In light of the significant weather events around the country in 2023, now is a good time for insureds to check the sum insured of their insurance policies to avoid a second crisis. Under-estimating the true cost to rebuild could result in financially devastating consequences.

A “sum insured” is the limit an insurer will contribute towards cover under an insurance policy. For example, for homeowners, the sum insured is usually the maximum pay out the insurer must pay when a home is damaged or destroyed.

Historically, insurers have often provided total replacement policies without homeowners having to nominate a sum insured. After the Canterbury earthquakes a move was made from total replacement policies to sum insured policies for most homeowners, due to a significant underestimation of the actual risk involved in insuring homes.

For many day-to-day claims, the sum insured is not of great significance, for example, a flood from a burst pipe requiring replacement of carpet in an area of the home. However, if a property is damaged badly or destroyed, the sum insured can be crucial. There is a real risk that if the amount is not set correctly, there will not be enough money to repair or rebuild to the same size and quality.

As MBIE reported in their biannual snapshot, the price of building a new home increased by 18% in the quarters March 2021 and March 2022, which has been the largest increase recorded since 1985. This rise was due to several factors including Covid-19, construction businesses experiencing higher demand, supply chain issues and increased labour costs. Since then, New Zealand has suffered several significant weather events, which has only put further pressure on the construction industry as everyone tries to repair their buildings.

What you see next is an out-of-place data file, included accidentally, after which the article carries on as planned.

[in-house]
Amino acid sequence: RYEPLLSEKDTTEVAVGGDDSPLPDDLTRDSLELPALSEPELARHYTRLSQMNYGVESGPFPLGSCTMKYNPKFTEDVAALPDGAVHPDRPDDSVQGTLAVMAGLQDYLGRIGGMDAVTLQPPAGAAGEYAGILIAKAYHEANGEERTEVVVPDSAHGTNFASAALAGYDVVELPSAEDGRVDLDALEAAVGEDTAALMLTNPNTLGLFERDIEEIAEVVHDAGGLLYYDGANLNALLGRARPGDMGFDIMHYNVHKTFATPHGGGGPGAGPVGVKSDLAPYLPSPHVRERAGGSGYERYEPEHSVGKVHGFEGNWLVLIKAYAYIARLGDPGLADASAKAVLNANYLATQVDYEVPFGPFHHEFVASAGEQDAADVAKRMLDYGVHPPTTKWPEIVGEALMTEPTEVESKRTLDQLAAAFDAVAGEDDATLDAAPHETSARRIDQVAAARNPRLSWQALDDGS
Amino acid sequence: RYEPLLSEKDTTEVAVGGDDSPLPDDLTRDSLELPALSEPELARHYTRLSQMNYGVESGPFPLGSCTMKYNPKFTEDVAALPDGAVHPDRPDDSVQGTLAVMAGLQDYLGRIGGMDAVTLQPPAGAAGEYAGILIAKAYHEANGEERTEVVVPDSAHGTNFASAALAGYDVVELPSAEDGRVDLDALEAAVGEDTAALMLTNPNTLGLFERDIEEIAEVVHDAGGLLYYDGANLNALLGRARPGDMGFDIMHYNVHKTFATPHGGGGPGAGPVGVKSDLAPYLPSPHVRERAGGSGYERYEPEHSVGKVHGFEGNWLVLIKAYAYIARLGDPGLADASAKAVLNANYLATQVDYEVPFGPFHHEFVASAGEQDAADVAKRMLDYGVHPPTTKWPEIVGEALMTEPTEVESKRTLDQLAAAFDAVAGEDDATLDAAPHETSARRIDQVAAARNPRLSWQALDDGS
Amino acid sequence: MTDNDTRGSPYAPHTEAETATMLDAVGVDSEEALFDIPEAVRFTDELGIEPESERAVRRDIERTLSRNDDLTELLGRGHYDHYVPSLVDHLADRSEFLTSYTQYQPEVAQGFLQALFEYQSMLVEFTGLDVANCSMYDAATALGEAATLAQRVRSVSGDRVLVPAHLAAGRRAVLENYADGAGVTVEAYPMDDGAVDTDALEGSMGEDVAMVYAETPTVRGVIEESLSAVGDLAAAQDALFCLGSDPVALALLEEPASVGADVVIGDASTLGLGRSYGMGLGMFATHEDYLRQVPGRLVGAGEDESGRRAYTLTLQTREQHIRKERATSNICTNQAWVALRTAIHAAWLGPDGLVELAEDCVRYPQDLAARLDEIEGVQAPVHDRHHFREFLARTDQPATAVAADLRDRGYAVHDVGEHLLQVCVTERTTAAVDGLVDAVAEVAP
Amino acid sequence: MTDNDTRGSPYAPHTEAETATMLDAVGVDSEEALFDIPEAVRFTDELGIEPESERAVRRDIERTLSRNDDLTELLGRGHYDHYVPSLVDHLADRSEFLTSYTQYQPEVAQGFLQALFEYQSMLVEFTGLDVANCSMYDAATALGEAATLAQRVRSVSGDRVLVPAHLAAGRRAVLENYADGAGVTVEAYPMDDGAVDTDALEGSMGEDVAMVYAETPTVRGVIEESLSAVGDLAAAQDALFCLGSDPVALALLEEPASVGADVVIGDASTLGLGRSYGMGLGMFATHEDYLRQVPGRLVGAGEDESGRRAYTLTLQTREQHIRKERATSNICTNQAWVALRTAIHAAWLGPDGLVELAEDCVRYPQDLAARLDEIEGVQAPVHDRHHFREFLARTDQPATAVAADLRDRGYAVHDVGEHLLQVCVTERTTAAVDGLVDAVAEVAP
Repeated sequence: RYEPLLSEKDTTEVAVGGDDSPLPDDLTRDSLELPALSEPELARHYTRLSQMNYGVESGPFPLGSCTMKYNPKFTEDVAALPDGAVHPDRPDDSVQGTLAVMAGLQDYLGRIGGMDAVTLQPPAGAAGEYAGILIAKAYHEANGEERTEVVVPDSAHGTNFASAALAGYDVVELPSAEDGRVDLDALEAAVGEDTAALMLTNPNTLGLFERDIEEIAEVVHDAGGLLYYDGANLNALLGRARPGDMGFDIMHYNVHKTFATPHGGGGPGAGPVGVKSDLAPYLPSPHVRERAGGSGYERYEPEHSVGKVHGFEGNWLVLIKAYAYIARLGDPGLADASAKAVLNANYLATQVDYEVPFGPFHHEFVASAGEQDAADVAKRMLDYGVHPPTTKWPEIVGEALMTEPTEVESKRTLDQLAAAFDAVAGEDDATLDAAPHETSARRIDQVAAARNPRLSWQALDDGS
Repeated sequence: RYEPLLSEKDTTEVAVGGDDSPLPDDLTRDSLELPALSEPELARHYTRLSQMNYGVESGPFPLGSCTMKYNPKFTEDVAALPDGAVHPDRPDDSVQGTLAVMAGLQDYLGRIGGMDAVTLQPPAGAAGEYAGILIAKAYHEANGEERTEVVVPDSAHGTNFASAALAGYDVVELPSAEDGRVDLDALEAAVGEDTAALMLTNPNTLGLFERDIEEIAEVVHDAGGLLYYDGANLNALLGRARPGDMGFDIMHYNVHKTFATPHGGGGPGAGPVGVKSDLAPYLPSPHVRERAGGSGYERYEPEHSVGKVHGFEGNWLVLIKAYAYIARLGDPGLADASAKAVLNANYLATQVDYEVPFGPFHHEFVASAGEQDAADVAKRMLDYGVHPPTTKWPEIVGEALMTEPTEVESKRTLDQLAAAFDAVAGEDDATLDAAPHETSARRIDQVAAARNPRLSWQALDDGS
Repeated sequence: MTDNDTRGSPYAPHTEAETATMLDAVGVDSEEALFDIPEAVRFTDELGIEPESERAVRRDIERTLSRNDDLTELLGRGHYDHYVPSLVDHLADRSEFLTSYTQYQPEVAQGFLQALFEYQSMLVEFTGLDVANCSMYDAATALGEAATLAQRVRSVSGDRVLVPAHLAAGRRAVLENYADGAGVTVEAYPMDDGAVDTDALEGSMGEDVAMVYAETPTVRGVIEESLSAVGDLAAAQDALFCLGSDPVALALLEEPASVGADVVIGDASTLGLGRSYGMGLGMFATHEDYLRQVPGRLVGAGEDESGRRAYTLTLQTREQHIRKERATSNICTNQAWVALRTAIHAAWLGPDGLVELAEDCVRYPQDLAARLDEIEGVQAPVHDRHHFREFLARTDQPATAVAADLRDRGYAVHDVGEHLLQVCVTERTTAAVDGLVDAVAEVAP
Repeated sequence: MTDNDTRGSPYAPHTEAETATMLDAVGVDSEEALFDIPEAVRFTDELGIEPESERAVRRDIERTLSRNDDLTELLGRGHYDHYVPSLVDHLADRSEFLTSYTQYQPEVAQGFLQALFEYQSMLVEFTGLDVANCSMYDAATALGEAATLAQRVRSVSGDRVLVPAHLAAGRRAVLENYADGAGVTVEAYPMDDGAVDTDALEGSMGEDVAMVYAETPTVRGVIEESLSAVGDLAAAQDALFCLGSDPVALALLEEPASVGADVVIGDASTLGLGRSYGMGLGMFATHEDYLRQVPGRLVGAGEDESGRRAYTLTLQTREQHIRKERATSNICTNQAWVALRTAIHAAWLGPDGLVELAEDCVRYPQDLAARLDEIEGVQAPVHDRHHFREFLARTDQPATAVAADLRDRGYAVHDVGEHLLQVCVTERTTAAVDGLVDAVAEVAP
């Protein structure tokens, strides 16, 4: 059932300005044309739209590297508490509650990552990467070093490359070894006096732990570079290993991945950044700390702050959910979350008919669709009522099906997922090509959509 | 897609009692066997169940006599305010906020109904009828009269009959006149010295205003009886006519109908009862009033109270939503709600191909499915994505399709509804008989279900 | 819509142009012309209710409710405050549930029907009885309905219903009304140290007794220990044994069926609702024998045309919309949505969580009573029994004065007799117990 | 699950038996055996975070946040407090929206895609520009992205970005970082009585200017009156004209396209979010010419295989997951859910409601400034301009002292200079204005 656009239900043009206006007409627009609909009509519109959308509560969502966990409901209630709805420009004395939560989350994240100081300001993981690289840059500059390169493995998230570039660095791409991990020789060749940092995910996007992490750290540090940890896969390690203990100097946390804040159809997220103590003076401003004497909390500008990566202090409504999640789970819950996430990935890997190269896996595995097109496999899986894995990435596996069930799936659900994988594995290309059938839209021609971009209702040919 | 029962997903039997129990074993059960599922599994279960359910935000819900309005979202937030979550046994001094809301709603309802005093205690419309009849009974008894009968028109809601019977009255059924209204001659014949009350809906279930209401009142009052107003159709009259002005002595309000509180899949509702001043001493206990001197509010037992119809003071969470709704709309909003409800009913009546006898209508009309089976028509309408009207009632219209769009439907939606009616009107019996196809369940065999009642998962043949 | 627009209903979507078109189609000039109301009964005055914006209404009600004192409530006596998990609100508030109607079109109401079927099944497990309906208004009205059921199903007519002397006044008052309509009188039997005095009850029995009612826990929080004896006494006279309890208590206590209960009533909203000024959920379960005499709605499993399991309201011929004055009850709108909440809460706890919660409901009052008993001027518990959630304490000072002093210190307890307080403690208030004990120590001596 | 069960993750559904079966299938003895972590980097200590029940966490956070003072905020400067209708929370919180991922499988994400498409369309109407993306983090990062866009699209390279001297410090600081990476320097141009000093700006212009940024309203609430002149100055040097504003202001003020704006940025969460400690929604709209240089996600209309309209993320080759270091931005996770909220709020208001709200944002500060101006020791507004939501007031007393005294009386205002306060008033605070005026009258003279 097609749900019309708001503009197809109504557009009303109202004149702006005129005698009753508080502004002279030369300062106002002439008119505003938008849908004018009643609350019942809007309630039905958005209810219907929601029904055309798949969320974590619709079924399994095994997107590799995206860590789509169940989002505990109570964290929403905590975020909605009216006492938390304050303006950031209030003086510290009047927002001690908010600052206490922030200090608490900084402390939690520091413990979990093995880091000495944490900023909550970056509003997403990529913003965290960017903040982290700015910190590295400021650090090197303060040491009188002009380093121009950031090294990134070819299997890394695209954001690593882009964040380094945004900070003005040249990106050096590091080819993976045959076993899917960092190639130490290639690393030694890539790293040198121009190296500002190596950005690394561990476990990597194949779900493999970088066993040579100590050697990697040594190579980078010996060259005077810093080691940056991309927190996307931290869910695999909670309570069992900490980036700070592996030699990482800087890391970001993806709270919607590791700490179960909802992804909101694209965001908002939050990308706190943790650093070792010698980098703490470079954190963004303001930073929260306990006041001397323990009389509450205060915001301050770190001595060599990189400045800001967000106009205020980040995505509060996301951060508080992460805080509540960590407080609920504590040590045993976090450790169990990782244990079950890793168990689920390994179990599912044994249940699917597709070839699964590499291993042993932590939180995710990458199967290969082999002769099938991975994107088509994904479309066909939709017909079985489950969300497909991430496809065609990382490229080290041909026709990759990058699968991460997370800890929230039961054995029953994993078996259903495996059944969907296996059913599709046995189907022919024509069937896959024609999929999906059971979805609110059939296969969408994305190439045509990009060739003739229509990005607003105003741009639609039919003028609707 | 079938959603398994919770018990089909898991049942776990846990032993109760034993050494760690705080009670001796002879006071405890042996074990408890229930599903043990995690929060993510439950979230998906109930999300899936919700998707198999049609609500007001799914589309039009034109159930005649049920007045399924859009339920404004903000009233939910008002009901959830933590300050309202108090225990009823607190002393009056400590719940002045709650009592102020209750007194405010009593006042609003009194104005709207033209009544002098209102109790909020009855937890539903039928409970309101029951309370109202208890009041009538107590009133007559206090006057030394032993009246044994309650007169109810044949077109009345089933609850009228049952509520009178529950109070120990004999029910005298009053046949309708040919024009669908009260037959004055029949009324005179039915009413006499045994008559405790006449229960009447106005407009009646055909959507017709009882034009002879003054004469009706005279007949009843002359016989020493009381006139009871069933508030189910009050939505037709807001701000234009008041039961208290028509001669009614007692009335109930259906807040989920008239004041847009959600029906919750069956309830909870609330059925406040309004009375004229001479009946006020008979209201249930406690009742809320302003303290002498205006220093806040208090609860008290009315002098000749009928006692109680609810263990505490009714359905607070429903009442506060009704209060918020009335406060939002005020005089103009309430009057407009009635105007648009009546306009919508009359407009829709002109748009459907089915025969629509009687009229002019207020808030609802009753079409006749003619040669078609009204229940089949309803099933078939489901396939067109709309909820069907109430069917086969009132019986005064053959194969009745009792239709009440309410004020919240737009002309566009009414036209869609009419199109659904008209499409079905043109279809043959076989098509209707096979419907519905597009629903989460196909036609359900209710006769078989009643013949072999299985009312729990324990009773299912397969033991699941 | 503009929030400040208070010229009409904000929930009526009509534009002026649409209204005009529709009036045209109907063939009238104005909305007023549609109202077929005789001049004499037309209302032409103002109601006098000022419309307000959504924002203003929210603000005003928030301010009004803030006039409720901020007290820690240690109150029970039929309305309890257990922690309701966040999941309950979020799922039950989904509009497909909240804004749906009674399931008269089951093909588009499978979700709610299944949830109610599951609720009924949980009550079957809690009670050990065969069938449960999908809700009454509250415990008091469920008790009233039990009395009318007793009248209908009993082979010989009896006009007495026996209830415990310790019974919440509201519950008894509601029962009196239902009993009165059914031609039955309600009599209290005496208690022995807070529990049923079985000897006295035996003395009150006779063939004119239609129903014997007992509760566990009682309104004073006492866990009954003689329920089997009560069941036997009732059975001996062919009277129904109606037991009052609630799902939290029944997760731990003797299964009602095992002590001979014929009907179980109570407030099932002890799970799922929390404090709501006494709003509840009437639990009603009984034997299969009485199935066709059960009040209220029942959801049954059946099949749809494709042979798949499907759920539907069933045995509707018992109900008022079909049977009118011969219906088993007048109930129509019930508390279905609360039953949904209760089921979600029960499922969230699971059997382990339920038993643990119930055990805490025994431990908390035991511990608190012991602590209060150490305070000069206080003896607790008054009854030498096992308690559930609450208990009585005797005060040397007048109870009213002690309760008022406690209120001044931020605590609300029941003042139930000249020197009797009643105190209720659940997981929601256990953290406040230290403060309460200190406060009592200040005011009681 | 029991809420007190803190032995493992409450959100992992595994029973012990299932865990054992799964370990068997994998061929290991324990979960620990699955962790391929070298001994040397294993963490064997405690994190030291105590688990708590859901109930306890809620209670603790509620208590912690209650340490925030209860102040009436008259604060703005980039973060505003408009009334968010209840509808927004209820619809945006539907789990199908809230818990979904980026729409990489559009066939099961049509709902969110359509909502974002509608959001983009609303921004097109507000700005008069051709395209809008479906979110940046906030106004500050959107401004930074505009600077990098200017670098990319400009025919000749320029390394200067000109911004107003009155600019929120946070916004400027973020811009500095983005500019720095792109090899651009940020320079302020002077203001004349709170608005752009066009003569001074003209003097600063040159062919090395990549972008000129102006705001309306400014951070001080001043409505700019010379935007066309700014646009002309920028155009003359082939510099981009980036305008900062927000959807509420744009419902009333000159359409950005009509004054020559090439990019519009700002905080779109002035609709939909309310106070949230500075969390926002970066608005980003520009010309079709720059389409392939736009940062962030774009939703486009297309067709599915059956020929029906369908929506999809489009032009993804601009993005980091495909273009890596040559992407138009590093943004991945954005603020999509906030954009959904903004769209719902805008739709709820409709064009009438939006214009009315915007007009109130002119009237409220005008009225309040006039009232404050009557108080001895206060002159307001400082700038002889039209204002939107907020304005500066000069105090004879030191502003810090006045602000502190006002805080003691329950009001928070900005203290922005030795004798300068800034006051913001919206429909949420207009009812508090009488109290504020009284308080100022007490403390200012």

When trying to set a sum insured, many people undertake an assessment using online tools. While these can be helpful, underestimating the actual costs to replace your home (which for many is their biggest asset) is an easy mistake to make. Special features and retaining walls both need to be included and when calculating the sum insured, demolition costs, council fees, council consents and other professional fees need to be considered. So, while online tools can provide some assistance, we recommend that homeowners consider obtaining a valuation specifically for rebuilding their home to ensure that if the worst happens, sufficient cover is available.

It is also a good opportunity to review what other cover is available under your policy. For example, if you need to move out of your home while it is repaired, will your additional rent be covered, and if so, for how long?